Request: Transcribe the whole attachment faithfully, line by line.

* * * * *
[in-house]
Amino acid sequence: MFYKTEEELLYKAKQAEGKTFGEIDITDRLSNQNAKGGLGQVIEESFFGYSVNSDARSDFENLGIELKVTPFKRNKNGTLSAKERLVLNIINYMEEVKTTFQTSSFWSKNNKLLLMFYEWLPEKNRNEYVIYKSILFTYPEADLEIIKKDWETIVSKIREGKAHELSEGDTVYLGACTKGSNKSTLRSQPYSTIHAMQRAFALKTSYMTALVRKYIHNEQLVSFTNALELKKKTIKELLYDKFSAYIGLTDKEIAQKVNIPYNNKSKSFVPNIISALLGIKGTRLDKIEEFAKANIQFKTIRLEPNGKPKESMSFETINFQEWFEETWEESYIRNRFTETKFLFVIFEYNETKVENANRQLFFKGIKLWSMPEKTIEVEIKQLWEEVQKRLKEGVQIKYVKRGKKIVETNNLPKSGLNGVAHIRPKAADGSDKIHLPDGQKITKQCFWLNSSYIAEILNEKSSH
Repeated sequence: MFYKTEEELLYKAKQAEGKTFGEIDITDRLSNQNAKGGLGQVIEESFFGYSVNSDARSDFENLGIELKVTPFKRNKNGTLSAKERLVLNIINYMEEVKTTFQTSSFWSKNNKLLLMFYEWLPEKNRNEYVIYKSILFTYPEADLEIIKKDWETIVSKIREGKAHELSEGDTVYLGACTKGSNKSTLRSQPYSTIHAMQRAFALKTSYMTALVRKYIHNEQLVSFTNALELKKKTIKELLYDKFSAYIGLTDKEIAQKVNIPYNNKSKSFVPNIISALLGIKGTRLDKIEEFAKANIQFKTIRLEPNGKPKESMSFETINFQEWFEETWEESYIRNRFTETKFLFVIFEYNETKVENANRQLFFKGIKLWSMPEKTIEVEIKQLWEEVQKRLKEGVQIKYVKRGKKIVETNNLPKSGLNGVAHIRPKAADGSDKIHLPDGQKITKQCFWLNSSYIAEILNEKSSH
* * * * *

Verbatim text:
[in-house]
Amino acid sequence: MFYKTEEELLYKAKQAEGKTFGEIDITDRLSNQNAKGGLGQVIEESFFGYSVNSDARSDFENLGIELKVTPFKRNKNGTLSAKERLVLNIINYMEEVKTTFQTSSFWSKNNKLLLMFYEWLPEKNRNEYVIYKSILFTYPEADLEIIKKDWETIVSKIREGKAHELSEGDTVYLGACTKGSNKSTLRSQPYSTIHAMQRAFALKTSYMTALVRKYIHNEQLVSFTNALELKKKTIKELLYDKFSAYIGLTDKEIAQKVNIPYNNKSKSFVPNIISALLGIKGTRLDKIEEFAKANIQFKTIRLEPNGKPKESMSFETINFQEWFEETWEESYIRNRFTETKFLFVIFEYNETKVENANRQLFFKGIKLWSMPEKTIEVEIKQLWEEVQKRLKEGVQIKYVKRGKKIVETNNLPKSGLNGVAHIRPKAADGSDKIHLPDGQKITKQCFWLNSSYIAEILNEKSSH
Repeated sequence: MFYKTEEELLYKAKQAEGKTFGEIDITDRLSNQNAKGGLGQVIEESFFGYSVNSDARSDFENLGIELKVTPFKRNKNGTLSAKERLVLNIINYMEEVKTTFQTSSFWSKNNKLLLMFYEWLPEKNRNEYVIYKSILFTYPEADLEIIKKDWETIVSKIREGKAHELSEGDTVYLGACTKGSNKSTLRSQPYSTIHAMQRAFALKTSYMTALVRKYIHNEQLVSFTNALELKKKTIKELLYDKFSAYIGLTDKEIAQKVNIPYNNKSKSFVPNIISALLGIKGTRLDKIEEFAKANIQFKTIRLEPNGKPKESMSFETINFQEWFEETWEESYIRNRFTETKFLFVIFEYNETKVENANRQLFFKGIKLWSMPEKTIEVEIKQLWEEVQKRLKEGVQIKYVKRGKKIVETNNLPKSGLNGVAHIRPKAADGSDKIHLPDGQKITKQCFWLNSSYIAEILNEKSSH